And if not that, visitors from countries perceived as “domestic workers” by Lebanese, such as Sri Lanka, India, the Philippines and Ethiopia, are treated like second-class citizens and human beings. Like denied entry to venues, racial slurs and governmental harassment by police and at the customs control area in the airport, gives a horribly racist and backwards image of Lebanon.

Zero Empowerment

Government cabinets usually have no women. Our parliament is only 3% female.

The only reason women were incorporated into the police force is to help them search women wearing hijab (Head and face cover).

Paperwork in many companies and most governmental institutions need the husband’s oversight or signature. The list goes on and on.

The idea is, women aren’t as empowered as men when it comes to elected office and high-profile careers or even startups.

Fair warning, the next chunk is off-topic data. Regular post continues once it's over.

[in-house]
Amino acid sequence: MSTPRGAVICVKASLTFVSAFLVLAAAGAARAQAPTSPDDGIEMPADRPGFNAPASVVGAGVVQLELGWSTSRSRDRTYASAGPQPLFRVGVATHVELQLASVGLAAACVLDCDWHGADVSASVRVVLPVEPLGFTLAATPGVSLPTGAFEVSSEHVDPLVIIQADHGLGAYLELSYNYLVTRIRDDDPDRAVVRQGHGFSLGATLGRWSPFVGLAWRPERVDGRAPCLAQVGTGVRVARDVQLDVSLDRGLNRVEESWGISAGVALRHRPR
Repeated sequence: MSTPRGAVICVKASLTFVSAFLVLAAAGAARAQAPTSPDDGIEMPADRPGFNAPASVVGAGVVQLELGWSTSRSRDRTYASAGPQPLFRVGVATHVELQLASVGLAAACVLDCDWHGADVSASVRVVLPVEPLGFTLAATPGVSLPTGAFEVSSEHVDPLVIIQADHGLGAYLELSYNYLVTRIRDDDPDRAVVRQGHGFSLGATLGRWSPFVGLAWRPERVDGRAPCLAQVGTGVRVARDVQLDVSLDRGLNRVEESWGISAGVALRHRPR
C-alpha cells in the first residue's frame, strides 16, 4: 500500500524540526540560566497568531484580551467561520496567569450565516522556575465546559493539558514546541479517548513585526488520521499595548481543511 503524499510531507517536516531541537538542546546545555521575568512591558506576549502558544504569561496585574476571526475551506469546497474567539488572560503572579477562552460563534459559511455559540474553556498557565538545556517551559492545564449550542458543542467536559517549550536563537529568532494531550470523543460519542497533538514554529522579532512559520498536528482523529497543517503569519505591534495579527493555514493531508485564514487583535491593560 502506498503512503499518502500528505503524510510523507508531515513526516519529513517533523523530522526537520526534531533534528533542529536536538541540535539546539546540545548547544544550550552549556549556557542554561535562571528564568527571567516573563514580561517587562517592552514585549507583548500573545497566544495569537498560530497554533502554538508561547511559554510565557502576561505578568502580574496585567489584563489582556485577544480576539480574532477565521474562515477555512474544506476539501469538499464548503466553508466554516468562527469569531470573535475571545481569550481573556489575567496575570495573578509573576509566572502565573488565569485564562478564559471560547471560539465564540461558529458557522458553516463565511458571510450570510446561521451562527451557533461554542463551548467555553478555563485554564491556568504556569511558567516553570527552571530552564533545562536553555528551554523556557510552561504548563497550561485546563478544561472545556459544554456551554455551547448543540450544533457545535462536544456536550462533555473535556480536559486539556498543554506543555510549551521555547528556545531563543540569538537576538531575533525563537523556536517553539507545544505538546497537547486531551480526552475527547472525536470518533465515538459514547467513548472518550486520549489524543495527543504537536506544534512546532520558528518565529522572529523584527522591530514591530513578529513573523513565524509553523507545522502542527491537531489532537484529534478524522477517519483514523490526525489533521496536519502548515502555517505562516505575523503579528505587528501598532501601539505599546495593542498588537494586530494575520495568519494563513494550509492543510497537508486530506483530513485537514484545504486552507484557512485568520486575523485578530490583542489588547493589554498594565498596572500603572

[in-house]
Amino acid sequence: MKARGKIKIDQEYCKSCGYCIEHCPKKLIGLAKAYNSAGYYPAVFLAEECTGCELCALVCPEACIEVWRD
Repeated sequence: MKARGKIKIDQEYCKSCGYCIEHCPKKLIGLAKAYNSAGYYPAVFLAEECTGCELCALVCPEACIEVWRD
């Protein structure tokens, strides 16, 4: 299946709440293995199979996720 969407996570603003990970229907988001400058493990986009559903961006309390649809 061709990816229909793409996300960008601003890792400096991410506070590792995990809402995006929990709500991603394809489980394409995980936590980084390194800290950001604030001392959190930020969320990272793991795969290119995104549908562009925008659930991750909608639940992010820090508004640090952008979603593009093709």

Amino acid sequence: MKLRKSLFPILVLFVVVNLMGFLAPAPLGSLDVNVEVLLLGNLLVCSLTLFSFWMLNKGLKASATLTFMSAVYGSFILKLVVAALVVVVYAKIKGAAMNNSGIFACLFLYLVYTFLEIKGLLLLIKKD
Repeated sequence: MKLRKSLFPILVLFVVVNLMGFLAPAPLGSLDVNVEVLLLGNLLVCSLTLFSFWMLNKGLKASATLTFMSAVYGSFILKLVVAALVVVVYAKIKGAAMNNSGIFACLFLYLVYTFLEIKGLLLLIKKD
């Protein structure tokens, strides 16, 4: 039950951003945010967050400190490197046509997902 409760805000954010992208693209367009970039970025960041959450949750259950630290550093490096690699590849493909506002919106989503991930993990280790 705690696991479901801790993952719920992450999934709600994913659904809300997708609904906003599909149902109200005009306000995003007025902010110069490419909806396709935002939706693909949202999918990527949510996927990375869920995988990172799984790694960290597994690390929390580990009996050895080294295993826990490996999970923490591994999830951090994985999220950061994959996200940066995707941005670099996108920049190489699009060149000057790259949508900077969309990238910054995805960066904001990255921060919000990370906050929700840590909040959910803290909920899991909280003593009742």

Hyper-sexualized but Sex is Taboo

Fake boobs, fake lips, fake ass cheeks, fake heels, fake brands, fake eyelashes and nails.

Women are expected to dress provocatively, with cleavage on the verge of bursting and heels more fitting for a corner hooker, you’d think these girls are getting some action.

If they do though, they become “damaged material” to other guys and girls, “ruining the honor” of her family.

Heck, even posing topless like Jackie Chamoun can get you in a ton of trouble. So, in a hyper-sexually suggestive society, being promiscuous if you’re female is still very much frowned upon. Or not even promiscuous, just sexually active, is something many women would rather keep secret.

Women should be able to do whatever they want with their bodies. They aren’t the property of their dads or brothers, they’re their own people, and in Lebanon, many men, and a sizable amount of women still refuse to accept that.

I Wouldn’t Wan’t My Daughter or Wife in Lebanon

I’ve dated a Korean girl, and an Indian girl in my life.

I would tell them stories about Beirut and Lebanon. How epic it was.